Research press release


Nature Geoscience

Life on Mars without limits



実験室環境でChristopher Adcockらは、火星で最も普通に見られると考えられるリン酸を含む鉱物の溶解度を測定した。彼らは、これらの鉱物の溶解度は、地球で最も普通に見られる鉱物よりもはるかに高く、従ってより多くのリン酸を水に放出することを見つけた。

関連するNews & Viewsの記事で、Matthew Pasekは「火星にこれまで生命が存在していたかはよく分かっていないし、仮に存在したとしてもすぐに利用可能なリン酸を必要としたかも分からないが、(火星の)生命にはその点ではあまり障害は無かったかもしれない」と書いている。

Phosphate - an essential chemical ingredient for life - may have been more abundant in the habitable environments on early Mars than those of early Earth, according to a study published online in Nature Geoscience.

The phosphate that was incorporated into the earliest organisms on Earth must have come from minerals, but phosphate-containing minerals on the Earth’s surface dissolve very slowly. The resulting limited availability of phosphate in aqueous environments is thought to have been a hurdle to the emergence of life on Earth.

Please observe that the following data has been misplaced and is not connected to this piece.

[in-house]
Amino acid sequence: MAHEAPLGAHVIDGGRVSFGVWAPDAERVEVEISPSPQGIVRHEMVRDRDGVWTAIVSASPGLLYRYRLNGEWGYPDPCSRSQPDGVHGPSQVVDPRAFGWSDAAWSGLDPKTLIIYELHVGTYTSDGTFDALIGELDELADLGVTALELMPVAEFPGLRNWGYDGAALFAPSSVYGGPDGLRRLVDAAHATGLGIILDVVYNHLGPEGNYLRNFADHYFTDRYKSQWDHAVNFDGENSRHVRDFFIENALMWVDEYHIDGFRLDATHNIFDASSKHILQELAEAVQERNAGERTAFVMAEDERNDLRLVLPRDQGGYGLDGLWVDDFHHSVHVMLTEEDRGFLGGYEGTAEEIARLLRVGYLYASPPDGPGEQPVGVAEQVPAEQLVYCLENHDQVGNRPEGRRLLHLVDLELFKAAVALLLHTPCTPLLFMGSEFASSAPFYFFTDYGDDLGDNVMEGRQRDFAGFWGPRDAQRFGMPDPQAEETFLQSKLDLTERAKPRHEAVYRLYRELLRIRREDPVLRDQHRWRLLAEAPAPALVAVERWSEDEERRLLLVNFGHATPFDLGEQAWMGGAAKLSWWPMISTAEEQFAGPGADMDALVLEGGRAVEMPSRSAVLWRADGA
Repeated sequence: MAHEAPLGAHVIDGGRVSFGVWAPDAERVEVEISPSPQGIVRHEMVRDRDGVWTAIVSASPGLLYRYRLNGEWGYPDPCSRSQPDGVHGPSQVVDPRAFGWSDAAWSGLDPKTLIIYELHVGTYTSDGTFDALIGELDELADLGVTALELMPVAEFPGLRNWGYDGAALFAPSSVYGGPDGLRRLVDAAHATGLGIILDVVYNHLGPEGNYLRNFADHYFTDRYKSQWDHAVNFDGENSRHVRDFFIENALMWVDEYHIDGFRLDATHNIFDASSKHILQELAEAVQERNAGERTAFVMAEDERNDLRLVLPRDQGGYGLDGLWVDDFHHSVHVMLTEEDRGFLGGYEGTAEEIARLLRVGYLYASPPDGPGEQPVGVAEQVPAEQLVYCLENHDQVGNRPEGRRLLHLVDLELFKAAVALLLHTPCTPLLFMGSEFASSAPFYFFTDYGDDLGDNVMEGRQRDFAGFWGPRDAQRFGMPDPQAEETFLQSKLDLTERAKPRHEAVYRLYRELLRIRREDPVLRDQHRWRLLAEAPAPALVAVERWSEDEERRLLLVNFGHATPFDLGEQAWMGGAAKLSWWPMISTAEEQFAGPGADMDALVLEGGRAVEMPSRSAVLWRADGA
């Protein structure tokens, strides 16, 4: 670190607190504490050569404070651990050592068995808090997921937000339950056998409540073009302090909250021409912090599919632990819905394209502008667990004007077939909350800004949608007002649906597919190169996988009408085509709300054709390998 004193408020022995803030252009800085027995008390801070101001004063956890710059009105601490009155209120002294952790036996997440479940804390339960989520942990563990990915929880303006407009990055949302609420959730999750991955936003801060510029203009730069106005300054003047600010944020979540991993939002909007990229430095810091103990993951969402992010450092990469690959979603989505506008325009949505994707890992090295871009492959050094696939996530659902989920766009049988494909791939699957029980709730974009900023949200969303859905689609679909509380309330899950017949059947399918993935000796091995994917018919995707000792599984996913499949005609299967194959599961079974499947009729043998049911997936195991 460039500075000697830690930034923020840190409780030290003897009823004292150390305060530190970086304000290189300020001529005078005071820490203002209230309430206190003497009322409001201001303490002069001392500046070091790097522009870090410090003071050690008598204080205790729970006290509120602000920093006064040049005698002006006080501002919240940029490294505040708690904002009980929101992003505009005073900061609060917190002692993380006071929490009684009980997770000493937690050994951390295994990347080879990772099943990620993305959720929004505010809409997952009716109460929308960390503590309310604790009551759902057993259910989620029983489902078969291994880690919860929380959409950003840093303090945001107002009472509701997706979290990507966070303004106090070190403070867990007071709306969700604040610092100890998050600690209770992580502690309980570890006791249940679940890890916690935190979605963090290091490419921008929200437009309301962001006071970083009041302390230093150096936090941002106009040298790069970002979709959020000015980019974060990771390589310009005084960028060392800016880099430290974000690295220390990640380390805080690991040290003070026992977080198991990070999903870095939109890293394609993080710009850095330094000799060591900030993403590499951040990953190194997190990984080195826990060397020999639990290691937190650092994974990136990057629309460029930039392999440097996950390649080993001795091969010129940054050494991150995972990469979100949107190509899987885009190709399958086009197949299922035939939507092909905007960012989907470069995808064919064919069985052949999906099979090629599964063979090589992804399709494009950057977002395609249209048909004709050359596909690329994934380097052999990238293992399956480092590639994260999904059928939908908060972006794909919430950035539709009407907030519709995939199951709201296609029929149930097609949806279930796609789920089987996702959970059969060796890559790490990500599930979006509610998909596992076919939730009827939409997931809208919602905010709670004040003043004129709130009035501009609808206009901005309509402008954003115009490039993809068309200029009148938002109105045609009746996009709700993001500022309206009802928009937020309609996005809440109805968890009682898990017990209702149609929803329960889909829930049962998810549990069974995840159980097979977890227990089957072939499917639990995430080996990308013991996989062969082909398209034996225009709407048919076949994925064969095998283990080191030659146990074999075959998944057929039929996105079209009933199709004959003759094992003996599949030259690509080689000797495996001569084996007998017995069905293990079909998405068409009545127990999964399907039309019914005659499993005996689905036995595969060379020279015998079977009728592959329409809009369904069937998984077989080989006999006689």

In a laboratory setting, Christopher Adcock and colleagues measured the dissolution of the phosphate-containing minerals that are thought to be most common on Mars. They found that these minerals are much more soluble, and thus release more phosphate into water, than those most common on Earth. Their measurements suggest that phosphate concentrations in wet environments on early Mars may have been twice those of early Earth.

In an accompanying News and Views article, Matthew Pasek writes that, “although it is unclear whether life ever arose on Mars, much less if it required phosphate… with readily available phosphate, life [on Mars] would have faced one less obstacle.”

doi: 10.1038/ngeo1923


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